Sign up ×
Mathematics Stack Exchange is a question and answer site for people studying math at any level and professionals in related fields. It's 100% free, no registration required.

Given an integer polynomial $P(x) = a_0 + a_1 x + \cdots + a_n x^n$, there ought to be a reasonable bound on the "complexity" of its possible irreducible integer polynomial factors that allows us to restrict to finitely many possible factors. This would allow us to use trial division to test the irreducibility of $P$ (although this is a pretty bad test of irreducibility).

As an example, in response to another math.SE question I gave a straightforward bound $$|x| \le \max(1, \left| \frac{a_0}{a_n} \right| + \cdots + \left| \frac{a_{n-1}}{a_n} \right|) = M$$

on the absolute value of the complex roots of $P$. This bound implies a horrible bound on the absolute values of the coefficients of an irreducible factor of degree $d$ (the $k^{th}$ coefficient has absolute value at most $a_n {d \choose k} M^k$), and I am wondering if it is possible to do substantially better.

Here's one precise form of this question. Given a polynomial $P \in \mathbb{Z}[x]$ of degree $n$ define its length $L(P)$ to be the sum of the absolute value of its coefficients.

What is the smallest exponent $e_{n,d}$ for which there exists a constant $c_{n, d}$ such that, for all $P \in \mathbb{Z}[X]$ of degree $n$ and all irreducible factors $Q$ of $P$ in $\mathbb{Z}[x]$ of degree $d$, we have the inequality $L(Q) \le c_{n, d} L(P)^{e_{n,d}}$?

share|cite|improve this question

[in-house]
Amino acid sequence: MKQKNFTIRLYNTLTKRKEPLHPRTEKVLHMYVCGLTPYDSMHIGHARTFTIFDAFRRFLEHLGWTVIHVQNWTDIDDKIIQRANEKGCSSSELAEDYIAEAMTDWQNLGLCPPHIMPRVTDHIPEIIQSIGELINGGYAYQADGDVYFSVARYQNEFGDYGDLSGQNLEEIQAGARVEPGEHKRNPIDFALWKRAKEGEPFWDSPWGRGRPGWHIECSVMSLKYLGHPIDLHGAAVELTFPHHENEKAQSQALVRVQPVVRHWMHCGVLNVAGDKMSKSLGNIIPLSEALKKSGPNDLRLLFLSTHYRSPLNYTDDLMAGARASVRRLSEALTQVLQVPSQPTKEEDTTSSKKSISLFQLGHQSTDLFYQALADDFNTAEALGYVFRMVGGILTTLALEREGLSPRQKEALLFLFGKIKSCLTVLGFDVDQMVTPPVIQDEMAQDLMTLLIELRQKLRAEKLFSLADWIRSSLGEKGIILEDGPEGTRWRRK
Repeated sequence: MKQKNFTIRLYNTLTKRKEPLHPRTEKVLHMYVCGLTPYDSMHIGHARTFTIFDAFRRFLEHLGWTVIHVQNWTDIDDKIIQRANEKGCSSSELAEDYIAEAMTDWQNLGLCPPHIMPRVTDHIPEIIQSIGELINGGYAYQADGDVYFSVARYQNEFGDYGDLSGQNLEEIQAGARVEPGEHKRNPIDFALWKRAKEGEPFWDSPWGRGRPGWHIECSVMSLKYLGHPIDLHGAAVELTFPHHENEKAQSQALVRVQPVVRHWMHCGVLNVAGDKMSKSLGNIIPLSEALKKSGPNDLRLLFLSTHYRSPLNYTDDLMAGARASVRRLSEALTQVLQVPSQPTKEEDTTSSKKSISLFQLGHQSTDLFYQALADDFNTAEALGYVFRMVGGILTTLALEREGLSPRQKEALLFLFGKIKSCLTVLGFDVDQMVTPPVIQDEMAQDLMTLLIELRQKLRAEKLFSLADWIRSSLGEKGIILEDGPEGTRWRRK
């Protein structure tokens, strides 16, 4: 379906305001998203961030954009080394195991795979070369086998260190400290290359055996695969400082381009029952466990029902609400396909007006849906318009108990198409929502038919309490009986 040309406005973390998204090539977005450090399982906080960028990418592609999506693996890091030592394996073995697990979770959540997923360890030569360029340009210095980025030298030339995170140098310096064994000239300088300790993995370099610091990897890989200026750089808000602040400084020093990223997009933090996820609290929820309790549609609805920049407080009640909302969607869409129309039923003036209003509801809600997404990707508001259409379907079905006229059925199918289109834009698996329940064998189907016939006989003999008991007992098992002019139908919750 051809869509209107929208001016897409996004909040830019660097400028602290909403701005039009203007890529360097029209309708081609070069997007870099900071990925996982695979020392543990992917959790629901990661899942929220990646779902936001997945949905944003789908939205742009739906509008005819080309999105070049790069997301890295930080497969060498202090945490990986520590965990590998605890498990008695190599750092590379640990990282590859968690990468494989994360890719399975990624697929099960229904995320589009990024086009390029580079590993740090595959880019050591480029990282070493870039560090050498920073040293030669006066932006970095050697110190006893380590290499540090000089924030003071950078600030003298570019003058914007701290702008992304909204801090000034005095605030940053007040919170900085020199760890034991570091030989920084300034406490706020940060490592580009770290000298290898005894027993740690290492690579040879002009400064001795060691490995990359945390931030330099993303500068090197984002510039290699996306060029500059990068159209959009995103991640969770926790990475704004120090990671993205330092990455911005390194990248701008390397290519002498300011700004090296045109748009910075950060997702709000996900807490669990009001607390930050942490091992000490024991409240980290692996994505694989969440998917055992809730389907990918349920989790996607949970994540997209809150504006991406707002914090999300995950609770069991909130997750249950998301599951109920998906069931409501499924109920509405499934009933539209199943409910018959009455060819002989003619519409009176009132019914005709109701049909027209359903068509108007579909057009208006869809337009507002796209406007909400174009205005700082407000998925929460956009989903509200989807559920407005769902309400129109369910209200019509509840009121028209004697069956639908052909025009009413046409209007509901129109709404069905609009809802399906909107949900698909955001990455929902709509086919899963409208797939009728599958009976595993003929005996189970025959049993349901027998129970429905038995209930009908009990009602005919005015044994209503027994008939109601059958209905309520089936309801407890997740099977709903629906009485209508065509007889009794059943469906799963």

David Boyd had a nice paper on such inequalities back in the 1970s or 80s. Sorry I can't be more specific, as I am away from my references. –  Gerry Myerson Jan 5 '12 at 1:23
@Gerry D. Boyd's results were also discovered independently by others, e.g. M. Laugevin, C. Stewart, and M. Mignotte. These and other related results are presented in Chapter 4 of Mignotte's Mathematics for Computer Algebra - which should prove of interest to Qiaochu. –  Bill Dubuque Jan 5 '12 at 2:17
I changed \text{max} to \max. It's a standard operator name in TeX. –  Michael Hardy Jan 5 '12 at 3:03
@Bill, my recollection is that Boyd's paper (or at least part of it) was of the nature of a survey, not claiming originality for the results, but collecting many in one place. Mignotte's book is more recent and I wish I had remembered it to recommend it to Qiaochu. –  Gerry Myerson Jan 5 '12 at 22:38

1 Answer 1

You are looking for Mignotte's bound, also known as Landau-Mignotte bound. I give the statement according to "Modern Computer Algebra" by von zur Gathen and Gerhard (2013 edition, Cor. 6.33) below:

Suppose that $f,g,h \in \mathbb{Z}[x]$ have degrees $\deg f = n \ge 1, \deg g = m, \deg h = k,$ and that $gh$ divides $f$ (in $\mathbb{Z}[x]$). Then $$ \lVert g \rVert_\infty \lVert h \rVert_\infty \le \lVert g \rVert_2 \lVert h \rVert_2 \le \lVert g \rVert_1 \lVert h \rVert_1 \le 2^{m+k} \lVert f \rVert_2 \le (n+1)^{1/2}2^{m+k} \lVert f \rVert_\infty $$ and $$ \lVert h \rVert_\infty \le \lVert h \rVert_2 \le 2^k \lVert f \rVert_2 \le 2^k \lVert f \rVert_1 \quad\text{and}\quad \lVert h \rVert_\infty \le \lVert h \rVert_2 \le (n+1)^{1/2}2^k \lVert f \rVert_\infty.$$ Note that $\lVert f \rVert_1 = L(f)$ is the length of $f$.

If I remember correctly, there are examples for which this bound is essentially sharp (that is, up to polylogarithmic factors). The authors mention the case $f = x^n-1$ and $h = \Phi_n$ the $n$-th cyclotomic polynomial, which has a coefficient bitlength of roughly $n$. Out of my head, I'm not sure if there is a comparably simple example where the size of the coefficients of $f$ is arbitrarily large.

share|cite|improve this answer

Your Answer


By posting your answer, you agree to the privacy policy and terms of service.

Not the answer you're looking for? Browse other questions tagged or ask your own question.